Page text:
Iceland is one of the most amazing countries I’ve ever visited. Incredible landscapes, quirky cultural experiences and magical ponies make you feel like you’ve entered a fantasy world. Reykjavik is a great stopover and base for exploring Iceland, especially if you’re travelling between the USA and Europe (or vice versa).
While I travelled there in winter, a lot of these adventures can be done all year round, with the exception of seeing the Northern Lights. Although Iceland is easy to drive around in summer, in winter or bad weather, it’s much better to go with a tour that has experience with driving in snow. We went with Grayline Iceland to see the Golden Circle, and they also do Northern Lights Tours.
Things to do in Reykjavik, Iceland
The Perlan and Saga Museum
The Perlan is both a museum and cultural centre, which also houses the Saga Museum. You might not think visiting a museum is very exciting, but just wait until you see the Viking wax sculptures. It’s great, and kinda violent. The Perlan itself runs exhibitions on Iceland, plus the view of Reykjavik from the top is incredible.
- Saga Museum – Tickets 800kr-2.200kr
- Perlan – Tickets 950kr-3.800kr
Hallgrimskirkja is an iconic church in the centre of Reykjavik. It’s hard to miss this cathedral with its striking architecture. The inside is just as stunning as the outside. Minimalist stone walls rise in huge arches above. You can also climb to the top of the tower.
See the Sun Voyager
The Sun Voyager is a steel sculpture right on the water’s edge by Jón Gunnar Árnason. I remember it well, because it’s where I slipped and whacked my butt on the ice in winter… but you should still visit it!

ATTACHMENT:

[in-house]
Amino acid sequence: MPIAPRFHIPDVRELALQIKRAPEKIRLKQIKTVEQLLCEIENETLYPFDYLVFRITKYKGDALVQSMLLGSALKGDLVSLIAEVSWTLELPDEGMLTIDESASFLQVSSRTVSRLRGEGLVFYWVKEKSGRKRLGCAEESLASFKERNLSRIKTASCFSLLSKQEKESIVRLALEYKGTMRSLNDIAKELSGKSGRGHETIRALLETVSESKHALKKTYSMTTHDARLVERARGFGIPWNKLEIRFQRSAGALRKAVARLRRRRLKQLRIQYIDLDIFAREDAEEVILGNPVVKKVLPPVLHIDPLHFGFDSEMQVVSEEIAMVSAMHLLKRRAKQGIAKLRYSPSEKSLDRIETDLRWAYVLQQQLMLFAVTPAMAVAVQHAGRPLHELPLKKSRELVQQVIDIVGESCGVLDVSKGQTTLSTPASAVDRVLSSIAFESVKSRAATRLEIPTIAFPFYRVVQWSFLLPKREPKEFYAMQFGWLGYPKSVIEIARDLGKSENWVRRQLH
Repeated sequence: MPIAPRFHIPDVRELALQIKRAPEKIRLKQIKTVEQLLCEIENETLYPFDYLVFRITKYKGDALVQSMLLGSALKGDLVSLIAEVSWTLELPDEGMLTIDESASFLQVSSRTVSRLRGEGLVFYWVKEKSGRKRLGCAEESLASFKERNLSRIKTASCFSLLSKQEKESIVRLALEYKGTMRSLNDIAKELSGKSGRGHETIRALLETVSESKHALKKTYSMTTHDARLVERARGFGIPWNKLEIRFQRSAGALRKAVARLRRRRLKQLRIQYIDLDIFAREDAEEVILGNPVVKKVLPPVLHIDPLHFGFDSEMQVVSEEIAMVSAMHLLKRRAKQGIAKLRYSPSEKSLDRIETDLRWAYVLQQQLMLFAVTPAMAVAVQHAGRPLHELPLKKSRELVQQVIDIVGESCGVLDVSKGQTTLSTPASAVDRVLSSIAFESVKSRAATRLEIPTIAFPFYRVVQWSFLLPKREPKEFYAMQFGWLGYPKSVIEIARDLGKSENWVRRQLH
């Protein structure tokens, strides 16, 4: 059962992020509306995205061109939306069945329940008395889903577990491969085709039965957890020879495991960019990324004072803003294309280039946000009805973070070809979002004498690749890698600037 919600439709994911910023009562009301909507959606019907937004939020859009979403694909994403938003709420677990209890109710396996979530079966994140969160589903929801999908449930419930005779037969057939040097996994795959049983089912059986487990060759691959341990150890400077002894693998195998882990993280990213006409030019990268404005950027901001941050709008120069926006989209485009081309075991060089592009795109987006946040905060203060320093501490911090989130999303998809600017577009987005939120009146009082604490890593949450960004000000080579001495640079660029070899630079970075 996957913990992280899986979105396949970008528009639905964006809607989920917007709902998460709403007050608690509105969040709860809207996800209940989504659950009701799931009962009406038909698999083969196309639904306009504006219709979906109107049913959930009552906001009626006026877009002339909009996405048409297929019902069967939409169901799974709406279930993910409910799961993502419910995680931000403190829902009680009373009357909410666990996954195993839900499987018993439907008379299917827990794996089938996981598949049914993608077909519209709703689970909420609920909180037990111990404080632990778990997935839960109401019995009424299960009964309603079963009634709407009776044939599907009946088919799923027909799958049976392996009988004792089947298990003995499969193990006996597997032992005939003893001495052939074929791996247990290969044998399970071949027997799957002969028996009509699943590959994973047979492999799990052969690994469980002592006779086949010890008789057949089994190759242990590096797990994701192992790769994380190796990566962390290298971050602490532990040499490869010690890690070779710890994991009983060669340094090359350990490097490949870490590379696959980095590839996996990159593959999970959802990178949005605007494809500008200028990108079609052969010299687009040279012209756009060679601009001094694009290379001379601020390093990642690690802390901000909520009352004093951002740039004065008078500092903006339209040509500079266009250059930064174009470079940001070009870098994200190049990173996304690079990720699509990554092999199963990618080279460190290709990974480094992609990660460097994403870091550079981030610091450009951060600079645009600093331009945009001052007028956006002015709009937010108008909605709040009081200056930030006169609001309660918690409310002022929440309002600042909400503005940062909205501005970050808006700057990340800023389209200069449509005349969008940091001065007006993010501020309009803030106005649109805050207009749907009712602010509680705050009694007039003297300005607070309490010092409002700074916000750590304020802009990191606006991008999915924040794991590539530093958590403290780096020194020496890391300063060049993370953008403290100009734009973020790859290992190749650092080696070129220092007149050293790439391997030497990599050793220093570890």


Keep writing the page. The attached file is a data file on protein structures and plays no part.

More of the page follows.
Watch the northern lights (seasonal)
Watching the northern lights is on the bucket list for many travellers. And you can in Iceland! While they’re not visible in summer, you can try your luck at spotting the Aurora Borealis in the shoulder seasons and winter. You’ll need to get out of town for the best visibility. If you’re going with a tour, make sure you book the first day you get into town, as you might not be able to see it depending on the weather. That way you can reschedule to maximize your chances of catching the lights.
Tour the golden circle
You can’t not tour the golden circle when you’re in Reykjavik. It’s a full day tour from town which takes in three incredible landscapes: Geysir, Þingvellir National Park (pronounced Thingvellir) and Gullfoss Waterfall along a 300 kilometre loop of road. These are still some of the most beautiful landscapes I’ve ever seen in my life, so I highly recommend visiting them.
At Haukadalur, you’ll see the enormous Geysir and other geothermal features. Despite the landscape often being cold, these are extremely hot!
Þingvellir National Park is notable not only for its landscapes, but as the home of the national parliament of Iceland, first held in 930AD. Hint: it’s not a building that you’re looking for, but an epic meeting place at a rocky embankment.
You might recognise the grand waterfall Gullfoss from the film Prometheus. It is truly a spectacular sight – the gushing water running lengthwise along the Hvita River.
For a more peaceful water view, Tjornin lake is located in the middle of Reykjavik, and is home to geese and ducks. It’s especially beautiful in winter when the water freezes over.
Go horse riding
Icelandic ponies are basically magic, and what better way to live out your Game of Thrones fantasies than going horse riding across the remote Icelandic wilderness?
Two companies that run horseriding adventures out of Reykjavik are:
Soak in the Blue Lagoon
After all that running around and horseriding, rest your tired body in the Blue Lagoon Spa. The Blue Lagoon is a geothermal spa, so while it might be cold outside, it’s While I didn’t make it here on my last trip, it’s high on my list if I ever go back to Iceland. You’ll need to pre-book due to its popularity. It’s around 40 kilometres from Reykjavik and close to the airport, making it a good stop on your way in and out of Iceland.
Blue Lagoon Iceland – Tickets from 54 Euros